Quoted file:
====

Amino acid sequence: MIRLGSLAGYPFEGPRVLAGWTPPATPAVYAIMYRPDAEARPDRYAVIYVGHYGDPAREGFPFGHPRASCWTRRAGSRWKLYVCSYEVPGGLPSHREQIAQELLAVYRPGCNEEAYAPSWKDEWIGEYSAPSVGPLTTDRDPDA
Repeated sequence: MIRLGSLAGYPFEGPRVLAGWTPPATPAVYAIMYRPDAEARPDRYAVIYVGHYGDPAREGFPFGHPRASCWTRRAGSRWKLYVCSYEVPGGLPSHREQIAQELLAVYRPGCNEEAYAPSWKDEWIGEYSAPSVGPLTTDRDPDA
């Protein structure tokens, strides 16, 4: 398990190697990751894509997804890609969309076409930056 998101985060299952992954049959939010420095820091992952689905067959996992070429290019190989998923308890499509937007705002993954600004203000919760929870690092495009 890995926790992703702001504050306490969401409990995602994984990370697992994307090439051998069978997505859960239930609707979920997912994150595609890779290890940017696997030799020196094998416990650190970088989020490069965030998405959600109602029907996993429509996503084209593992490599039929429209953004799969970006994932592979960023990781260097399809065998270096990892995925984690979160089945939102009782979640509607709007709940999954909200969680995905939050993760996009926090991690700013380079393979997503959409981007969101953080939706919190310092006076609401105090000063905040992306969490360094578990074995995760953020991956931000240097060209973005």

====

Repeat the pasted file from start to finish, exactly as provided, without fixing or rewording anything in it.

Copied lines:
Amino acid sequence: MIRLGSLAGYPFEGPRVLAGWTPPATPAVYAIMYRPDAEARPDRYAVIYVGHYGDPAREGFPFGHPRASCWTRRAGSRWKLYVCSYEVPGGLPSHREQIAQELLAVYRPGCNEEAYAPSWKDEWIGEYSAPSVGPLTTDRDPDA
Repeated sequence: MIRLGSLAGYPFEGPRVLAGWTPPATPAVYAIMYRPDAEARPDRYAVIYVGHYGDPAREGFPFGHPRASCWTRRAGSRWKLYVCSYEVPGGLPSHREQIAQELLAVYRPGCNEEAYAPSWKDEWIGEYSAPSVGPLTTDRDPDA
């Protein structure tokens, strides 16, 4: 398990190697990751894509997804890609969309076409930056 998101985060299952992954049959939010420095820091992952689905067959996992070429290019190989998923308890499509937007705002993954600004203000919760929870690092495009 890995926790992703702001504050306490969401409990995602994984990370697992994307090439051998069978997505859960239930609707979920997912994150595609890779290890940017696997030799020196094998416990650190970088989020490069965030998405959600109602029907996993429509996503084209593992490599039929429209953004799969970006994932592979960023990781260097399809065998270096990892995925984690979160089945939102009782979640509607709007709940999954909200969680995905939050993760996009926090991690700013380079393979997503959409981007969101953080939706919190310092006076609401105090000063905040992306969490360094578990074995995760953020991956931000240097060209973005």